It can be hard to humble yourself during emotionally charged or potentially dangerous situations, but sometimes it is necessary in order to avoid the fight or even just to survive it. Your pride is not worth your life. If all it takes is a simple apology to get out of a threatening situation, then by all means, apologize. If someone points a weapon at me and demands my wallet or purse, or even the shoes on my feet, you better believe I’m giving it to them. And by doing so, I’ll be steering clear of trouble - or at least not fanning the flames.
In a situation like that, depending on whether my mugger is armed and what his weapon of choice is, I might be capable of winning the physical confrontation and keeping my purse. Maybe he doesn’t appear to be armed, and I become so angry with him for having the audacity to take what’s mine, that I decide to fight back.
Maybe I overpower my attacker, subduing him and watching him get carted off to jail. Or maybe my attacker pulls out a gun from his waistband and shoots me. If the latter, I not only lost my purse, I lost my life.
Anger can be one of the hardest emotions to control. It makes us impulsive, almost unstable at times. We can’t think through problems the way we normally would, and as a result, it’s easy to end up doing something we regret. That’s why, during conflict, it’s important never to act violently in response to anger, only danger. With only a letter difference, how do we learn to identify the difference between anger and danger in regards to hostility? (Corrigan, D., personal communication, 2017)
Let’s look at an example:
If someone bumps into me in a crowded aisle of a grocery store, and I respond by shoving them back, did I act in response to anger or danger? I let my annoyance of the situation get the better of me. Instead of showing the stranger grace and striving for peace, I let the frustration of the noisy crowd and my exhaustion from shopping at the end of a long day guide my senses. I let an accidental or even an intentional, careless push be the straw that broke the camel’s back and I pushed back.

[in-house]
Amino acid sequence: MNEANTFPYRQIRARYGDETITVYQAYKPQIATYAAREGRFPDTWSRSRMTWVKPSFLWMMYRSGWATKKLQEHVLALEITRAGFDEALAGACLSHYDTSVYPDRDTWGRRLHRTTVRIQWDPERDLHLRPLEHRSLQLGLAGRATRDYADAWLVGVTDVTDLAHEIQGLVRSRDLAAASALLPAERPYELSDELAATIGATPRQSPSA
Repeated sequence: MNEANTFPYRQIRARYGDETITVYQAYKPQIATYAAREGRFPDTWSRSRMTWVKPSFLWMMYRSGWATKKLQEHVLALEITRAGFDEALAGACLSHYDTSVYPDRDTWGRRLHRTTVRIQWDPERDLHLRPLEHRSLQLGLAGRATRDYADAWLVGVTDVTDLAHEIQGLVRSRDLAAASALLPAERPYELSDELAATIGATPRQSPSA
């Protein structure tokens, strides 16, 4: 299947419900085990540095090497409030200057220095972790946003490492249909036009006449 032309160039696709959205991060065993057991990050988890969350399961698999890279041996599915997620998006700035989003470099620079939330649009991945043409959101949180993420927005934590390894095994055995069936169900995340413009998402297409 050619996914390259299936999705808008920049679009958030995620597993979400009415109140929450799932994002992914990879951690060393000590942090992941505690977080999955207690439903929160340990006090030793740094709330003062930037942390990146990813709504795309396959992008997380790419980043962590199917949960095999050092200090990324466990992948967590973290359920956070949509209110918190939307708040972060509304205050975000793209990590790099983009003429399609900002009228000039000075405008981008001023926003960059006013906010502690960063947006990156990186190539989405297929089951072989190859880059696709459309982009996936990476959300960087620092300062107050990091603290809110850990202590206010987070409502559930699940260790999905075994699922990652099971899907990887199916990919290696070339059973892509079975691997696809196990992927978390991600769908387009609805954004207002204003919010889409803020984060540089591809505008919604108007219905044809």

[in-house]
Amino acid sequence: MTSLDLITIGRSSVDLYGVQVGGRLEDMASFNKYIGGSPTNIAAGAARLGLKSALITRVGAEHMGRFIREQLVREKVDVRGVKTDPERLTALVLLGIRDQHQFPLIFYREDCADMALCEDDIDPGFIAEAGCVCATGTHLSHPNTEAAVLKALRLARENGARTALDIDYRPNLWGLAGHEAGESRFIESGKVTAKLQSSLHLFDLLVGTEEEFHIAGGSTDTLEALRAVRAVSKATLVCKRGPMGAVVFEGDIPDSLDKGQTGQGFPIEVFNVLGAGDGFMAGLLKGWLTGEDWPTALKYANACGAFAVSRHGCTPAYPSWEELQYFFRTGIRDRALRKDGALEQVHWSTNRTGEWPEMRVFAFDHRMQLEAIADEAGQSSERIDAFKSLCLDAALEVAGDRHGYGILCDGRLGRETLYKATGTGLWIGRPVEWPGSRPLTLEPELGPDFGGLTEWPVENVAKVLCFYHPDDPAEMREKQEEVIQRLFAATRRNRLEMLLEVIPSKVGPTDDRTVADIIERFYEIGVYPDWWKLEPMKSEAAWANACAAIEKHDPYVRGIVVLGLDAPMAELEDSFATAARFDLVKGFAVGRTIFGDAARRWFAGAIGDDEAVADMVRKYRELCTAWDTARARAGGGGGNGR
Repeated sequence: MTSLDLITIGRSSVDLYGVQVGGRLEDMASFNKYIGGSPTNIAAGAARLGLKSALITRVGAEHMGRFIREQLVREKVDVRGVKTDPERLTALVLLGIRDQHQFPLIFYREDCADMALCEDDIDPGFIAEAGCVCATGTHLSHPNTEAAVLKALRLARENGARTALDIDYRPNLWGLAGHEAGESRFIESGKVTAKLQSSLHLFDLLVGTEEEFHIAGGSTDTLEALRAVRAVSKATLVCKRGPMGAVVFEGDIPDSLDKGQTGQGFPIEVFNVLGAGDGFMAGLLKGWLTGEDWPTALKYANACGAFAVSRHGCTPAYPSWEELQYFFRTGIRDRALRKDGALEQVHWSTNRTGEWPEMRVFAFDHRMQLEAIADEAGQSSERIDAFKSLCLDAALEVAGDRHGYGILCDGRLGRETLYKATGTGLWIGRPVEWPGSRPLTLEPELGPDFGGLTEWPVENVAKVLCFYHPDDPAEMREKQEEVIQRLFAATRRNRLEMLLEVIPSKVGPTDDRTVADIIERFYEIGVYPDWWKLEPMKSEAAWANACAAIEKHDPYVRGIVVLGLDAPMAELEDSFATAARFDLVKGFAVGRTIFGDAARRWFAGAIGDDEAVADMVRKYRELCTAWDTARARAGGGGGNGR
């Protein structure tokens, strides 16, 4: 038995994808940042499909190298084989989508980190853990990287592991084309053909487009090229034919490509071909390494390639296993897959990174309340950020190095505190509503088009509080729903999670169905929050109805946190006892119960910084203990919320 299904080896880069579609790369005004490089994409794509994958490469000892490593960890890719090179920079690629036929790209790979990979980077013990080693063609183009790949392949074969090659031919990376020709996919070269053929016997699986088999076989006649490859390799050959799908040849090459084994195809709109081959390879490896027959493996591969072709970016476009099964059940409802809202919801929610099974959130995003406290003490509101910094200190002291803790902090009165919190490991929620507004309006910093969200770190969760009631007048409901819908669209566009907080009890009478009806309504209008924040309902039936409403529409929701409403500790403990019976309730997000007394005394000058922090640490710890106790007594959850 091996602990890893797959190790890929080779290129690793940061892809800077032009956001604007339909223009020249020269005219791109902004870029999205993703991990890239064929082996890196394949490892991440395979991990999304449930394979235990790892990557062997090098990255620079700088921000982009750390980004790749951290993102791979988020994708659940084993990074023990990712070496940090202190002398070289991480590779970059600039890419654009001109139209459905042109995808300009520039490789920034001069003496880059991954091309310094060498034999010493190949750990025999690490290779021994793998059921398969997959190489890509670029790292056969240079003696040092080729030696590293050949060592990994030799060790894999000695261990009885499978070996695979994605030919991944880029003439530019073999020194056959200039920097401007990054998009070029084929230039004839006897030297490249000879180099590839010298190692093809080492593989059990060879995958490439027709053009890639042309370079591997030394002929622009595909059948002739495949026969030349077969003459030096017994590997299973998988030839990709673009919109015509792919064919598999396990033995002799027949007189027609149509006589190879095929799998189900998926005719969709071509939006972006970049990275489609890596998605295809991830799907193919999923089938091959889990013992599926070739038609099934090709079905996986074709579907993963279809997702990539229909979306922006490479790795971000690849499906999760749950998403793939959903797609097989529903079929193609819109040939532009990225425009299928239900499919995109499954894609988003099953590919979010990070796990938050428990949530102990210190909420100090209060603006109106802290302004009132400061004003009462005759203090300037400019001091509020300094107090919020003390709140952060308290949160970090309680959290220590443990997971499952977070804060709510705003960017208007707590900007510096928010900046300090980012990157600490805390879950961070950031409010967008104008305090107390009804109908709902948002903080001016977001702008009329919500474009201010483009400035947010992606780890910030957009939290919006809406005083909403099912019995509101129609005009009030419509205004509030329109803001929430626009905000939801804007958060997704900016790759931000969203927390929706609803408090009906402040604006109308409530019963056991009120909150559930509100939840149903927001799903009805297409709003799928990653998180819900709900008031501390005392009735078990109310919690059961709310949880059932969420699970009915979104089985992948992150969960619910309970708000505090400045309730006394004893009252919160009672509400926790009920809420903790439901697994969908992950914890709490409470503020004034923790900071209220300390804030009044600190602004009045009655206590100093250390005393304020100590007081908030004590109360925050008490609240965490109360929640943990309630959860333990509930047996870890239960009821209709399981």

Now, if I had been the original pusher, and the person I shoved responded by pinning me up against the wall of canned beans and screaming at me, we’d be looking at a different situation. My reaction now would be in response to danger. I am being threatened and have a right and a desire to defend myself. The person’s angry response led us into dangerous territory.
So when facing an angry opponent, how do we avoid the battle? If possible, resort back to your posturing steps and try to diffuse the other man’s anger and make a safe exit. If, however, the situation continues to escalate and a physical altercation is eminent, the use of force is necessary. If avoidance is no longer possible, as per the rules of FILKENJUTSU (Corrigan, B., n.d.), “I will employ 100% force, commitment, attention, and single-minded purpose to defend myself, my family, and those in my charge.”